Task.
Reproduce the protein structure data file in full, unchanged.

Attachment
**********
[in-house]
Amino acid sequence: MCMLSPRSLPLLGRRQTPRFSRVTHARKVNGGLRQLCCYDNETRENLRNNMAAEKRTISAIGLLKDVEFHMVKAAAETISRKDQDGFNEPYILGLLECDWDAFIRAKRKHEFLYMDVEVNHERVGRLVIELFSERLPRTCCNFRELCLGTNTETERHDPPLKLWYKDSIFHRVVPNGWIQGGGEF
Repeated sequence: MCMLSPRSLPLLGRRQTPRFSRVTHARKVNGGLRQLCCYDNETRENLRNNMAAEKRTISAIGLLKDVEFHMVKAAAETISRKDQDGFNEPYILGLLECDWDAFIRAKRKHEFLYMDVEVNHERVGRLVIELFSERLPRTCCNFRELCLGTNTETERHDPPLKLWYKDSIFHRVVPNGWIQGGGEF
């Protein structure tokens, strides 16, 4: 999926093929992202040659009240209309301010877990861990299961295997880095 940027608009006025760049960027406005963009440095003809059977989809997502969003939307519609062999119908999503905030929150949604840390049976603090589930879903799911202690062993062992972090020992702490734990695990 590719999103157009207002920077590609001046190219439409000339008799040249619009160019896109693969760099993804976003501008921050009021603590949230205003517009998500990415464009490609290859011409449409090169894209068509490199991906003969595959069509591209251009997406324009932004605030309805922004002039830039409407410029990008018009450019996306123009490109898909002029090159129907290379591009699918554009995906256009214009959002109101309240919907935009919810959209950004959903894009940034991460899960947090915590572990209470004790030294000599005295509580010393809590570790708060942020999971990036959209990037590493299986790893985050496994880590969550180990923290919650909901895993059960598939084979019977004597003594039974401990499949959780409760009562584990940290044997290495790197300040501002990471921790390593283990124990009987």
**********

[in-house]
Amino acid sequence: MCMLSPRSLPLLGRRQTPRFSRVTHARKVNGGLRQLCCYDNETRENLRNNMAAEKRTISAIGLLKDVEFHMVKAAAETISRKDQDGFNEPYILGLLECDWDAFIRAKRKHEFLYMDVEVNHERVGRLVIELFSERLPRTCCNFRELCLGTNTETERHDPPLKLWYKDSIFHRVVPNGWIQGGGEF
Repeated sequence: MCMLSPRSLPLLGRRQTPRFSRVTHARKVNGGLRQLCCYDNETRENLRNNMAAEKRTISAIGLLKDVEFHMVKAAAETISRKDQDGFNEPYILGLLECDWDAFIRAKRKHEFLYMDVEVNHERVGRLVIELFSERLPRTCCNFRELCLGTNTETERHDPPLKLWYKDSIFHRVVPNGWIQGGGEF
């Protein structure tokens, strides 16, 4: 999926093929992202040659009240209309301010877990861990299961295997880095 940027608009006025760049960027406005963009440095003809059977989809997502969003939307519609062999119908999503905030929150949604840390049976603090589930879903799911202690062993062992972090020992702490734990695990 590719999103157009207002920077590609001046190219439409000339008799040249619009160019896109693969760099993804976003501008921050009021603590949230205003517009998500990415464009490609290859011409449409090169894209068509490199991906003969595959069509591209251009997406324009932004605030309805922004002039830039409407410029990008018009450019996306123009490109898909002029090159129907290379591009699918554009995906256009214009959002109101309240919907935009919810959209950004959903894009940034991460899960947090915590572990209470004790030294000599005295509580010393809590570790708060942020999971990036959209990037590493299986790893985050496994880590969550180990923290919650909901895993059960598939084979019977004597003594039974401990499949959780409760009562584990940290044997290495790197300040501002990471921790390593283990124990009987």